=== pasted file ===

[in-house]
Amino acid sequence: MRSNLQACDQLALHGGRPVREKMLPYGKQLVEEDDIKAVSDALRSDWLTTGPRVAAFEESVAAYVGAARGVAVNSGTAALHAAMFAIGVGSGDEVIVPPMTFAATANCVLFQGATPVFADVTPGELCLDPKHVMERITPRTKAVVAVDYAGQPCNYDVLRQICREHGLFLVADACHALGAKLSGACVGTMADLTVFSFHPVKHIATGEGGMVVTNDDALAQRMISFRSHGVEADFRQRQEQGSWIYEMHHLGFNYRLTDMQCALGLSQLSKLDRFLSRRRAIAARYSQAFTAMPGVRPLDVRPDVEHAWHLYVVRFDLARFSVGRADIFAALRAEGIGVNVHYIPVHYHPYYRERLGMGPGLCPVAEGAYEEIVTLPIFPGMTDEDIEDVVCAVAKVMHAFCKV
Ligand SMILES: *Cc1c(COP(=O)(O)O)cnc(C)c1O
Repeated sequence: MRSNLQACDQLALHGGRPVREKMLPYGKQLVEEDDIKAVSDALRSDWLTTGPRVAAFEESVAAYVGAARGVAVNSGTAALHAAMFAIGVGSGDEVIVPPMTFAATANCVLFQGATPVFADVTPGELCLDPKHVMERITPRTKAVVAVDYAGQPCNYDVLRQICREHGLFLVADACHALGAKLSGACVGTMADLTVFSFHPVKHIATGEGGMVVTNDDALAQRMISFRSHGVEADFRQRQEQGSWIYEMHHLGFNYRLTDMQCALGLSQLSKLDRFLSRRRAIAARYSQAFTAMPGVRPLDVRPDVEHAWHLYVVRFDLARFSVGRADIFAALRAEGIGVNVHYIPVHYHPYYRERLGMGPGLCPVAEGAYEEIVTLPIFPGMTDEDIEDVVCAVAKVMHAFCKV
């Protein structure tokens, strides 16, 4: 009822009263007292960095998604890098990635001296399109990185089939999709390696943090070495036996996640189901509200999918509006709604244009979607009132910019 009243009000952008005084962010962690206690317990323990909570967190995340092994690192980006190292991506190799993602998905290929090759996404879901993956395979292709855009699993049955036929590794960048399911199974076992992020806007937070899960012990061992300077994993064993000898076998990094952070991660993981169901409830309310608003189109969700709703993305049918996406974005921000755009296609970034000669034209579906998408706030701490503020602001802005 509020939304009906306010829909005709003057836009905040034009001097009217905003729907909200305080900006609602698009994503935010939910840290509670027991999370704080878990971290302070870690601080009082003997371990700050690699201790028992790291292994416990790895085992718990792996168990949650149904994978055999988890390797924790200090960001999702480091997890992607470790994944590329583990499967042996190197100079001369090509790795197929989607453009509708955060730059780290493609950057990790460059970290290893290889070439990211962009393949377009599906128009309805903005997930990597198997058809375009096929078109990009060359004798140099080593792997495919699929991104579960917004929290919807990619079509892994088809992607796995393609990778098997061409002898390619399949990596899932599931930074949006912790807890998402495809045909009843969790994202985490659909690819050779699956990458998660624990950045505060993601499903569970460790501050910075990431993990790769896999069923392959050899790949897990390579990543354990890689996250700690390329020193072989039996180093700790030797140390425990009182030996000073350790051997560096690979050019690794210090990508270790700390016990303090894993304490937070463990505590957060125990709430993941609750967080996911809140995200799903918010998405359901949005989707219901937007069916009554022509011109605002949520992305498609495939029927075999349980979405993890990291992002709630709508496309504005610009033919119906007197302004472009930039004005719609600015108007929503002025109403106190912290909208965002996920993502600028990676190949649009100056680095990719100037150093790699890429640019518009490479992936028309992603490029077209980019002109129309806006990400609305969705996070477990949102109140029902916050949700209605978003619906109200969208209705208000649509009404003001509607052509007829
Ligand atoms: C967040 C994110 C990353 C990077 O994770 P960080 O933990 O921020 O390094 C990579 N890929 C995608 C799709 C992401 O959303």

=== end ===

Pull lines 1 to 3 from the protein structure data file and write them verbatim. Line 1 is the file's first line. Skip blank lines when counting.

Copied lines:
[in-house]
Amino acid sequence: MRSNLQACDQLALHGGRPVREKMLPYGKQLVEEDDIKAVSDALRSDWLTTGPRVAAFEESVAAYVGAARGVAVNSGTAALHAAMFAIGVGSGDEVIVPPMTFAATANCVLFQGATPVFADVTPGELCLDPKHVMERITPRTKAVVAVDYAGQPCNYDVLRQICREHGLFLVADACHALGAKLSGACVGTMADLTVFSFHPVKHIATGEGGMVVTNDDALAQRMISFRSHGVEADFRQRQEQGSWIYEMHHLGFNYRLTDMQCALGLSQLSKLDRFLSRRRAIAARYSQAFTAMPGVRPLDVRPDVEHAWHLYVVRFDLARFSVGRADIFAALRAEGIGVNVHYIPVHYHPYYRERLGMGPGLCPVAEGAYEEIVTLPIFPGMTDEDIEDVVCAVAKVMHAFCKV
Ligand SMILES: *Cc1c(COP(=O)(O)O)cnc(C)c1O